Why Should My Scout Troop Attend Klondikes?
Michael Hall from the Orem District shares why he thinks Klondikes are a must.
“The Klondike Derby is an annual event held by BSA and Canadian Scout Districts to commemorate the Alaskan and Yukon Klondike Gold Rush that took place between 1896 and 1899. Klondike Derbies have been going on since 1949. But, perhaps we should view the Klondike from a Latter-Day Saint perspective.
The Klondike Derby could be a great setting to help educate Latter-Day Saint Scouts about the hardships and challenges that the Saints faced when driven from Missouri during the winter of 1838/1839, and what the “Willie and Martin Handcart Companies” and the “Hodgetts and Hunt Wagon Companies” experienced during the winter of 1856. The Klondike provides a safe and controlled environment to talk about, practice winter survival skills, and experience conditions that many of their ancestors might have endured.”
Let’s look at the various activities you might find at a Klondike and see how they might relate to what the Saints experienced:
.22 Rifle Shooting and 3-D Animal Archery Shooting: Many young lads were responsible to acquire food when the opportunity presented itself. They had to be well adapted to the weapons of the day in order to acquire food when the opportunity arose, especially during winter conditions.
Knife and Tomahawk Throwing: Many young men crafted “throwing sticks” in order to secure small game, such as rabbits. Having the skill and ability to throw a weapon accurately was sometimes the difference between starving and surviving!
Team Bucksaw Competitions: The young men were expected to gather and prepare the firewood for the evening meal and campfire. To successfully, accomplish the task they had to work as a team!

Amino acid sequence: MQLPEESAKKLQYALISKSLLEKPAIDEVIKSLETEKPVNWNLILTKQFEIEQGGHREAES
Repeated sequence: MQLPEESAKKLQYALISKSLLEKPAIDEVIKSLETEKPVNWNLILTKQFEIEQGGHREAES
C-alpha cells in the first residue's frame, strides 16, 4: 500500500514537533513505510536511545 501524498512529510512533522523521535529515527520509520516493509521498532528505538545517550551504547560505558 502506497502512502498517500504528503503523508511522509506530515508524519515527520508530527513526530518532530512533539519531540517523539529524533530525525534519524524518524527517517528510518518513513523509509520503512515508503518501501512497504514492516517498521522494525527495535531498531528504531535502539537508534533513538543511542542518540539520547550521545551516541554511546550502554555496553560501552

Snow Shoeing: Well those Latter-Day Saints probably didn’t have snowshoes back then, but they had to learn to practice correct travel skills while on their treks.
Zip Lines: Image the zip line as the lifeline to traverse roaring streams, creeks, and rivers. Proper navigation often meant the difference between life and death.
First Aid Stretcher Races: Often the young men were required to carry their younger siblings across the plains and the various obstacles that were encountered.
Fire Building Races: Building fires whether, for meals or warmth, it was essential to build them quick and efficient. The luxuries of fire building material that we have today were not present then!
Klondike Sled Racing: As the Saints fled Missouri, and then cross the plains to Utah, often times the young men and boys of the companies had to walk and assist the wagons and handcarts through thick and often unforgiving mud and terrain. The wagons and handcarts were often weighed down with the sick and injured, making the task that much harder. Teamwork was vital to be able to accomplish the arduous task at hand.
Camping: The Saints had to camp in less than ideal conditions, and had to learn on the fly skills to keep warm. In the safe and controlled atmosphere of the Klondike Derby, today’s young men can learn vital survival skills that might come in handy when they serve their missions!”
– Michael Hall, Orem District
Author: Julia Thompson | Marketing and Fund Development, Utah National Parks Council, Boy Scouts of America